Rediscover what’s important. Oftentimes we spend tons of money, shopping, going out, watching movies, eating out … without really enjoying life. And when we stop to think about it, we never have time for the things we really want to do. Well, that’s probably because your life is filled with things that aren’t very important to you. Instead, step back and really think about what’s important to you. Then get rid of the other (expensive) stuff, and focus on what’s important. Listen to some stuff on my list: my wife and kids, other friends and family, reading, writing, exercising, volunteering, spending quiet time in contemplation. Guess how many of those things cost a lot of money? Read more on How to live a simple life.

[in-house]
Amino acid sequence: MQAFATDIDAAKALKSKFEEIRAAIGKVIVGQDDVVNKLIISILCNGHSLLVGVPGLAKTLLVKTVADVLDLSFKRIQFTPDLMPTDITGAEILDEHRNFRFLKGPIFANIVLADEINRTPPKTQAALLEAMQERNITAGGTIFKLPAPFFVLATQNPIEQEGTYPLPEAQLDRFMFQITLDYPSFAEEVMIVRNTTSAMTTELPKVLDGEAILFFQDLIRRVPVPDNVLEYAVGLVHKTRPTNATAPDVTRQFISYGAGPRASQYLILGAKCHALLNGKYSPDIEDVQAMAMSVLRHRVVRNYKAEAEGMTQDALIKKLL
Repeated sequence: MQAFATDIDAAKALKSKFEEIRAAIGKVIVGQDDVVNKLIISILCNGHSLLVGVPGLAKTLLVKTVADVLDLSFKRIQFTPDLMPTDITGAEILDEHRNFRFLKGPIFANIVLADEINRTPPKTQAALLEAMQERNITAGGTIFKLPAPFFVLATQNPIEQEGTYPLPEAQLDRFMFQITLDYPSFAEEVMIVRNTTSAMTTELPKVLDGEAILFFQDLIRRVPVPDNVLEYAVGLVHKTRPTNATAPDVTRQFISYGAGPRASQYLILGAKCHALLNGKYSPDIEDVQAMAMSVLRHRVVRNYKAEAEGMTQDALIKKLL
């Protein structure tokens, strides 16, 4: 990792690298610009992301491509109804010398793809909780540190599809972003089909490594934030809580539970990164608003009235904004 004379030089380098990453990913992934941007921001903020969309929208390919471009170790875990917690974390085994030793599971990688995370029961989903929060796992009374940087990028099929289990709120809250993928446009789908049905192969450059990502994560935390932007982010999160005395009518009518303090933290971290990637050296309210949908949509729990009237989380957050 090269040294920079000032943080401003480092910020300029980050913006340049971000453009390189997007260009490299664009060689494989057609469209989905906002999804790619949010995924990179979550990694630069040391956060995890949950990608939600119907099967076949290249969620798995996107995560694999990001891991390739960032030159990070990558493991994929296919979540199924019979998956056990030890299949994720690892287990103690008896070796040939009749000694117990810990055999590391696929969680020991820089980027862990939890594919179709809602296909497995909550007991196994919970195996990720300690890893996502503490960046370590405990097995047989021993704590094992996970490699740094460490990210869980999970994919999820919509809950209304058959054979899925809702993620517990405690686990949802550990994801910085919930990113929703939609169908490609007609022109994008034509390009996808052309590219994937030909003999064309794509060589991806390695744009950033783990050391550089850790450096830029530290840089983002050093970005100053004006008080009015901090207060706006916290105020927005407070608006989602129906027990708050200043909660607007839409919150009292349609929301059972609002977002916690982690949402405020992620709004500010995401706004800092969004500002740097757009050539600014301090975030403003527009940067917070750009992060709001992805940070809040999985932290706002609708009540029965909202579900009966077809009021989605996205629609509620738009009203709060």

Make people a priority. This is related to the above point, but I thought I’d give it a little more emphasis. If you give “stuff” a priority — stuff like gadgets, nice furnishings, nice clothes, shoes, jewelry, etc. — then you will spend a lot of money. But if you make people a priority — the people you love most, you close friends and family — you don’t need to spend a dime to enjoy life. Make some time to visit with friends or your parents … and have a conversation with them that doesn’t involve eating out or going to the movies. Just sit, have some iced tea or hot cocoa (depending on the weather), and talk. Tell jokes and laugh your heads off. Talk about books you’ve read, movies you’ve watched, new things going on in your life, your hopes and dreams. And make time for your kids or your significant other — really spend time with them, doing things that don’t cost money.